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MECHANISTIC ANALYSIS AND ECONOMIC BENEFITS OF FIBER-REINFORCED ASPHALT MIXTURES

By: Tripathi, Ashish [author].
Material type: TextTextPublisher: Scholar Works at UT Tyler, 2018-04-23T07:00:00ZContent type: text Media type: computer Carrier type: online resourceSubject(s): Fiber | Mechanistic analysis | Fatigue cracking | Rutting | Tensile strain | Displacement | Fatigue life | Rutting life | Cost-effectiveness | Civil EngineeringOnline resources: Thesis Click here to view this thesis. Summary: Fatigue cracking and permanent deformation (rutting) are major distresses that occur in flexible pavements. Four-point bending beam as well as flow number laboratory tests have been used for several decades to evaluate the long-term fatigue and rutting resistance for asphalt mixture, respectively. One of the most significant solutions to prolong the fatigue life and improve rutting resistance for an asphaltic mixture is to utilize flexible materials such as fibers. In 2008 a laboratory testing program was performed on a conventional and fiber-reinforced mixtures to investigate the impact of added fibers on the mechanical, mechanistic, and economical attributes of asphaltic mixtures. Strain controlled fatigue tests were also conducted in that testing program according to American Association of State Highway and Transportation Officials (AASHTO) procedures. The results from the beam fatigue tests indicated that the fiber-reinforced mixtures would have much longer fatigue and rutting resistance life compared with the reference (conventional) mixtures. Additionally, a mechanistic analysis using 3D-Move software coupled with a cost-effectiveness analysis study based on the fatigue and rutting resistance performance on the two mixtures was performed for both newly constructed and overlay pavement structures. Overall, the analysis showed that fiber-reinforced asphalt mixtures exhibited significantly lower cost of pavement per 1000 cycles of fatigue and rutting lives per mile compared to conventional HMA mixture.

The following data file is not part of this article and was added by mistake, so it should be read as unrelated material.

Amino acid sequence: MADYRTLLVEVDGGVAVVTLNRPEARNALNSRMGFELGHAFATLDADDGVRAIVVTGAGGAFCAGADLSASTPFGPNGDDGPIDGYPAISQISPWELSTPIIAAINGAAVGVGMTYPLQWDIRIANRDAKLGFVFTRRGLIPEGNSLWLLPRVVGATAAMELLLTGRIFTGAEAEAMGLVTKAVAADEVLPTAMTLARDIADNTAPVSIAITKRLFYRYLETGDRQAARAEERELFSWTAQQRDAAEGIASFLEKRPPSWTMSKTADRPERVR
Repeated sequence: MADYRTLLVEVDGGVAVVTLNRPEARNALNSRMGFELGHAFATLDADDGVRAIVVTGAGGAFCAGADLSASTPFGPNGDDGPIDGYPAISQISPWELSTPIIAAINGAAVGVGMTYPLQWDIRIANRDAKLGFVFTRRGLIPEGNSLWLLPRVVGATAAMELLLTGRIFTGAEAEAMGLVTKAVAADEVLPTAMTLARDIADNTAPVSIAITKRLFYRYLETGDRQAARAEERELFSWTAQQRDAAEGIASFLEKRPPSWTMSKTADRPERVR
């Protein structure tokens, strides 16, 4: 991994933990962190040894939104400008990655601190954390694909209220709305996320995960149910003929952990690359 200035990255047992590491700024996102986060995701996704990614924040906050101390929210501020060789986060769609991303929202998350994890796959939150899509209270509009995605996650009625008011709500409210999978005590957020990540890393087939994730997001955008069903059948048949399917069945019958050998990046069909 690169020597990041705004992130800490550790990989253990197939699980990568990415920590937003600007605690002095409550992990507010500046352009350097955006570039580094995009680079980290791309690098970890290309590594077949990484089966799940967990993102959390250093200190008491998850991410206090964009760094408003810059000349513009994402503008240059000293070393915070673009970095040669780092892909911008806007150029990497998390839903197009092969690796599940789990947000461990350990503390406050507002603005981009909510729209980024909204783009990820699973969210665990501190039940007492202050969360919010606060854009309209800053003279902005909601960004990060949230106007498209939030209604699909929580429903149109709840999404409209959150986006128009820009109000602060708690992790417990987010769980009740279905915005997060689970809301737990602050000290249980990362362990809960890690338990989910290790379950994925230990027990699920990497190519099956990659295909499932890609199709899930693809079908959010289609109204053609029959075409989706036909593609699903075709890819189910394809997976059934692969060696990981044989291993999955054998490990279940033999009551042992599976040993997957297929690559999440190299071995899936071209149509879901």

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Item type Current location Collection Call number URL Status Date due Barcode
UT Tyler Thesis UT Tyler Online
Online
University Archives & Special Collections TA455.A7 .T75 2018 (Browse shelf) http://hdl.handle.net/10950/827 Available 1046657773

Fatigue cracking and permanent deformation (rutting) are major distresses that occur in flexible pavements. Four-point bending beam as well as flow number laboratory tests have been used for several decades to evaluate the long-term fatigue and rutting resistance for asphalt mixture, respectively. One of the most significant solutions to prolong the fatigue life and improve rutting resistance for an asphaltic mixture is to utilize flexible materials such as fibers. In 2008 a laboratory testing program was performed on a conventional and fiber-reinforced mixtures to investigate the impact of added fibers on the mechanical, mechanistic, and economical attributes of asphaltic mixtures. Strain controlled fatigue tests were also conducted in that testing program according to American Association of State Highway and Transportation Officials (AASHTO) procedures. The results from the beam fatigue tests indicated that the fiber-reinforced mixtures would have much longer fatigue and rutting resistance life compared with the reference (conventional) mixtures. Additionally, a mechanistic analysis using 3D-Move software coupled with a cost-effectiveness analysis study based on the fatigue and rutting resistance performance on the two mixtures was performed for both newly constructed and overlay pavement structures. Overall, the analysis showed that fiber-reinforced asphalt mixtures exhibited significantly lower cost of pavement per 1000 cycles of fatigue and rutting lives per mile compared to conventional HMA mixture.

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